Elliott announced a 4 percent stake in Hess in January, 2013 when the stock was in the low-to-mid $50s. Initially, the investment was a huge success, and the stock spiked to $105 by July of 2014. If Elliot had sold its stake at that point, that would be the end of the story.
Instead, it held on to the investment. As the price of oil collapsed, so did Hess's stock price. It released a letter that claimed the stock was undervalued because of lack of focus and poor execution, and argued that Hess should sell more assets to unlock value.
In the next few months Elliott engaged in a public tiff with the company's CEO John Hess with open letters. As this was happening, Hess announced it would transform into a pure play exploration and production company. The company finally agreed to changes and reached a deal with Elliott to give the activist fund three of the company's 14 board seats.
From that point on, it seemed to Cramer that Elliott was pretty much in control and sales increased. However, just a few months before the price of oil peaked, Hess sold off its retail business to become the pure play on oil and gas.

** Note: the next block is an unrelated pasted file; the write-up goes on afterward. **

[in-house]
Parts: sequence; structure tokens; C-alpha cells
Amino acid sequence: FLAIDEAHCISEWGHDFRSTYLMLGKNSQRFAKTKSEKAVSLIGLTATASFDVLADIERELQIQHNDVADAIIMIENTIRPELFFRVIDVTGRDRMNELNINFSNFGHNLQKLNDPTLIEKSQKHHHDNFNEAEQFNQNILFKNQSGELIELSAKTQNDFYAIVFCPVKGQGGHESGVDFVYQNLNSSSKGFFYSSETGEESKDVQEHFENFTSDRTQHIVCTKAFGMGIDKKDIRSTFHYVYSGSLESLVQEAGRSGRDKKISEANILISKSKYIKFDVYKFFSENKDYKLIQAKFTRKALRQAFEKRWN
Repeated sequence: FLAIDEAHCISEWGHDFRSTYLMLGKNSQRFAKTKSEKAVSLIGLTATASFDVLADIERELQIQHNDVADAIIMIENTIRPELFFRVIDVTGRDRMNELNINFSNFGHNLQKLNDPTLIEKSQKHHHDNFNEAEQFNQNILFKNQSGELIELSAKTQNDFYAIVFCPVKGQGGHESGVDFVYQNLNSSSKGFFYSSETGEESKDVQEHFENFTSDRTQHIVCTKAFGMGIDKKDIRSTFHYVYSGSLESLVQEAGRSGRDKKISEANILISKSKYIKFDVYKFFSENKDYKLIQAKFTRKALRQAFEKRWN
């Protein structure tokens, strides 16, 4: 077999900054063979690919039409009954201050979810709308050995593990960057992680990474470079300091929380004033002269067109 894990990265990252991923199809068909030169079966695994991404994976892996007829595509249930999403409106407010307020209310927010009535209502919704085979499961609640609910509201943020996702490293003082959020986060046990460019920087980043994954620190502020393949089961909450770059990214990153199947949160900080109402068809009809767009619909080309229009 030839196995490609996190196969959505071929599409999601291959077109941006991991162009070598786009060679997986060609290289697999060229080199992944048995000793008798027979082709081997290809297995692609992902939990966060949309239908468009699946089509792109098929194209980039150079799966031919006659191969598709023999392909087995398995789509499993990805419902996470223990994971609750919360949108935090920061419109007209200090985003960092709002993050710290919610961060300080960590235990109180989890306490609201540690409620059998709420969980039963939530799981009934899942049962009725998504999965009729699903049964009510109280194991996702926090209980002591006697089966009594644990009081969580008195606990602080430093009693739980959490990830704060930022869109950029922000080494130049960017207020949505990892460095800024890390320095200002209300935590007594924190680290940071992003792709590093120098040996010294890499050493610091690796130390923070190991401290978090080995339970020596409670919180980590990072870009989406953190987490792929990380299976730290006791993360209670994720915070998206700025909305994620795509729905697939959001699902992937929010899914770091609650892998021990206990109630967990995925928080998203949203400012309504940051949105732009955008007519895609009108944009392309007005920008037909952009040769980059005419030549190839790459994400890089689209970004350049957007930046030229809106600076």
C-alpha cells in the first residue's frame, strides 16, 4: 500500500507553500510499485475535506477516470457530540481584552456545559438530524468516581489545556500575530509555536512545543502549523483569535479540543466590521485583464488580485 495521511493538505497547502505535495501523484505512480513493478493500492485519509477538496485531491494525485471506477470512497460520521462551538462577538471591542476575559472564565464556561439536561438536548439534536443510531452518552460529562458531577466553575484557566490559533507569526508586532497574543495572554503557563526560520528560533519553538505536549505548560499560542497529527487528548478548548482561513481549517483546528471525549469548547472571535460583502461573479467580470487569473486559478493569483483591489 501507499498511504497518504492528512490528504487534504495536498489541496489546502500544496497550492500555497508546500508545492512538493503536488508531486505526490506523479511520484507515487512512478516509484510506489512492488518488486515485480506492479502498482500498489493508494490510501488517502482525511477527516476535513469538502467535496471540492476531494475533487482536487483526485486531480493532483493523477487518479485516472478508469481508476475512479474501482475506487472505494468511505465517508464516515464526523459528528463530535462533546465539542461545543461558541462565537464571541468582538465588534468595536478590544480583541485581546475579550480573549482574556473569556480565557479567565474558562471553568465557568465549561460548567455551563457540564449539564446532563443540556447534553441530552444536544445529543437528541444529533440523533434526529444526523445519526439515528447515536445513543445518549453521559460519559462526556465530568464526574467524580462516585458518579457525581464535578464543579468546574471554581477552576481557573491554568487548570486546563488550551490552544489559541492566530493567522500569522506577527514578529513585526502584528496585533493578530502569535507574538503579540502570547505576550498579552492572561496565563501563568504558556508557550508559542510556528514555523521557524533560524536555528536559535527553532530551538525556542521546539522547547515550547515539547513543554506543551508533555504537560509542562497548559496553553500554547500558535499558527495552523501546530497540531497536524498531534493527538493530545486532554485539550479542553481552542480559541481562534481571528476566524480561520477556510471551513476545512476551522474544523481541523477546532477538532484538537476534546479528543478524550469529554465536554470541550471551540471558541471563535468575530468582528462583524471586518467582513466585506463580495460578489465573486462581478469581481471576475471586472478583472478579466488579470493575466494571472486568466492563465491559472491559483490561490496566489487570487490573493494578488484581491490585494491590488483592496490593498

According to Cramer, it was literally the worst possible time.
Even worse than selling off important divisions at a bad time, the company also was buying back stock aggressively at much higher prices than it could have gotten if it just waited.
"Elliott Management's debacle with Hess is very enlightening, because at the time it seemed like Elliott knew what it was doing, but a couple of years later it became clear that they had put Hess in a really poor position to deal with the huge sell-off in oil," Cramer said.
So when it comes to Elliott and Marathon Petroleum, Cramer reminded investors to remember that even the best activist can be wrong.
That doesn't mean the stock is a sell, because he actually thinks Marathon is terrific. It just means that Elliott's pressure is not always a good thing.